Media Voices for Children
Cart 0
MVC Banner 1.jpg









1938: Fair Labor Standards Act

Under the Fair Labor Standards act, children under eighteen cannot work certain dangerous jobs, and children under the age of sixteen cannot work during school hours. The Fair Labor Standards Act affected 700,000 workers, and President Franklin Roosevelt called it the most important piece of New Deal legislation since the Social Security Act of 1935. Read more about the act here.

1944: Prince v. Massachusetts

Sarah Prince, a Jehovah's Witness in Massachusetts was convicted for violating child labor laws when she brought a nine-year old into a downtown area to preach on the streets.  The U.S. Supreme Court held that the government has broad authority to regulate the actions and treatment of children. Parental authority is not absolute and can be permissibly restricted if doing so is in the interests of a child's welfare. While children share many of the rights of adults, they face different potential harms from similar activities. Read more about the case here.

1974: Child Abuse Prevention and Treatment Act

In 1974 Congress passed the Child Abuse Prevention and Treatment Act, which created the National Center on Child Abuse and Neglect and allocated federal funding to states in support of prevention, assessment, investigation, prosecution, and treatment of child abuse. It also provides grants to public agencies and nonprofit organizations for demonstration programs and projects. Read more about it here.

1978: Indian Child Welfare Act

The ICWA was enacted in 1978 because of the disproportionately high rate of removal of indigenous children from their homes. Before enactment, as many as 25 to 35 percent of all indiginous children in the United Staes were being removed from their homes and placed in indigenous homes. In some cases, the Bureau of Indian Affairs was found to be paying the states to remove indiginous children and to place them with non-indiginous families and religious groups. With hopes to remedy this, in 1978 Congress passed the ICWA, which allows tribes exclusive jurisdiction over child custody proceedings cases. Read more about the ICWA here.

1997: Adoption and Safe Families Act

The ASFA was enacted in an attempt to correct problems that were inherent in the foster care system that deterred the adoption of children with special needs. Many of these problems had stemmed from an earlier bill, the Adoption Assistance and Child Welfare Act of 1980, although they had not been anticipated when that law was passed, as states decided to interpret that law as requiring biological families be kept together no matter what. The ASFA marked a fundamental change to child welfare thinking, shifting the emphasis towards children's health and safety concerns and away from a policy of reuniting children with their birth parents without regard to prior abusiveness. Read the New York Times report on the ASFA here.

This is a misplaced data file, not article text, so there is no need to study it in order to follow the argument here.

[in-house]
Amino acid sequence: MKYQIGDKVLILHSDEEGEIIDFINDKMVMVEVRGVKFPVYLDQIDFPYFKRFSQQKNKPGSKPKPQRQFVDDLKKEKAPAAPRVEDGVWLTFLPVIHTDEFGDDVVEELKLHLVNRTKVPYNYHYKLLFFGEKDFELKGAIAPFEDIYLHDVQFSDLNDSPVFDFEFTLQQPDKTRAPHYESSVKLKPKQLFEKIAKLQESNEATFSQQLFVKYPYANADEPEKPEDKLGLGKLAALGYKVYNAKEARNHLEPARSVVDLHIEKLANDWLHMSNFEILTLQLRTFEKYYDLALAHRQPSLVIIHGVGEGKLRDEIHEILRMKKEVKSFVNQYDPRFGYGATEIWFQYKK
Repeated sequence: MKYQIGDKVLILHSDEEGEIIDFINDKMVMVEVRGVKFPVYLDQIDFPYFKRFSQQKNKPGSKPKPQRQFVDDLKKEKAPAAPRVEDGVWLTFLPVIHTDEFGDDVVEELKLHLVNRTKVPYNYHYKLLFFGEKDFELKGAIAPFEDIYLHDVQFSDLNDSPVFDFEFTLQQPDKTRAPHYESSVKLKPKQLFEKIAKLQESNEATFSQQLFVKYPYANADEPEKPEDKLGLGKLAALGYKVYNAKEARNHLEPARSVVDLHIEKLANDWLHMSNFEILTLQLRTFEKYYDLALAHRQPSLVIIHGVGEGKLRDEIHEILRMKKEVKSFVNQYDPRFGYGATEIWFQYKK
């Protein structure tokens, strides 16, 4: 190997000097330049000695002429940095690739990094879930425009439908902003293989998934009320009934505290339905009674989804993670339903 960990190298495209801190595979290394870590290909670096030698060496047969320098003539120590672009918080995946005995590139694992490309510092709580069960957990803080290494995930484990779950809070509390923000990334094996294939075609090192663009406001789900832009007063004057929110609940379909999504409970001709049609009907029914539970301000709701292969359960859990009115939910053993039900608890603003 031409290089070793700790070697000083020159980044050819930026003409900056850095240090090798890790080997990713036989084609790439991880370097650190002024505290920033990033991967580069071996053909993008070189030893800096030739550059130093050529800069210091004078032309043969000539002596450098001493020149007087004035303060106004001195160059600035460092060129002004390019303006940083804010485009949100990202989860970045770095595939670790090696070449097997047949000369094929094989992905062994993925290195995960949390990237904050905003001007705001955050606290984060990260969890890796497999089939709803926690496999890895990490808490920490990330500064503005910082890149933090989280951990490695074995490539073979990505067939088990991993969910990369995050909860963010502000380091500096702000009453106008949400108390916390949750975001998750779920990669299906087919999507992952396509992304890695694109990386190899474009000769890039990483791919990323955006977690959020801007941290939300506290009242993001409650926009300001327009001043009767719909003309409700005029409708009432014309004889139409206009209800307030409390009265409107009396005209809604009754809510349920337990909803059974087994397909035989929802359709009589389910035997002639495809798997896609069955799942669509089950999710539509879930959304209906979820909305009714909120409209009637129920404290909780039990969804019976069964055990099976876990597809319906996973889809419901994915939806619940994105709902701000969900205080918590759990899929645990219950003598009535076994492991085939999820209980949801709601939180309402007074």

1789: Declaration of the Rights of Man

Passed during the French Revolution as a collaboration between General Lafayette and Thomas Jefferson, the Declaration of the Rights of Man became a formative document in the history of human rights. The declaration defines a single set of individual and collective rights for all men. Influenced by the doctrine of natural rights, these rights are held to be universal.

Read the Declaration here.

1959: The U.N. Declaration on the Rights of the Child

In 1924, the League of Nations drafted the first human rights document approved by an inter-governmental institution. After considering a number of options, including that of drafting an entirely new declaration, the United Nations resolved in 1946 to adopt the document, in a much expanded version, as its own statement of children's rights. 

Read the Declaration here.

1973: Minimum Age Convention (No. 138)

Adopted in 1973 by the International Labour Organization, the Minimum Age Convention requires ratifying states to pursue a national policy designed to ensure the effective abolition of child labour and to raise progressively the minimum age for admission to employment or work. The convention (number C138 of ILO) replaced several similar ILO conventions in specific fields of labour.

Read the full text of the convention here.

1999: Worst Forms of Child Labour Convention (No. 182)

The Convention concerning the Prohibition and Immediate Action for the Elimination of the Worst Forms of Child Labour, known in short as the Worst Forms of Child Labour Convention, was adopted by the International Labour Organization (ILO) in 1999 as ILO Convention No 182. By ratifying this Convention No. 182, a country commits itself to taking immediate action to prohibit and eliminate the worst forms of child labour. The ILO's International Programme on the Elimination of Child Labour (IPEC) is responsible for assisting countries in this regard as well as monitoring compliance. 

Read the full text of the convention here.

2011: Convention on Domestic Workers (No. 189)

The Convention on Domestic Workers, formally the Convention concerning Decent Work for Domestic Workers is a convention setting labour standards for domestic workers.  The main rights given to domestic workers as decent work are daily and weekly rest hours, entitlement to minimum wage, and to choose the place where they live and spend their leave. Ratifying states parties also take protective measures against violence and should enforce a minimum age which is consistent with the minimum age at other types of employment. 

Read the full text of the convention here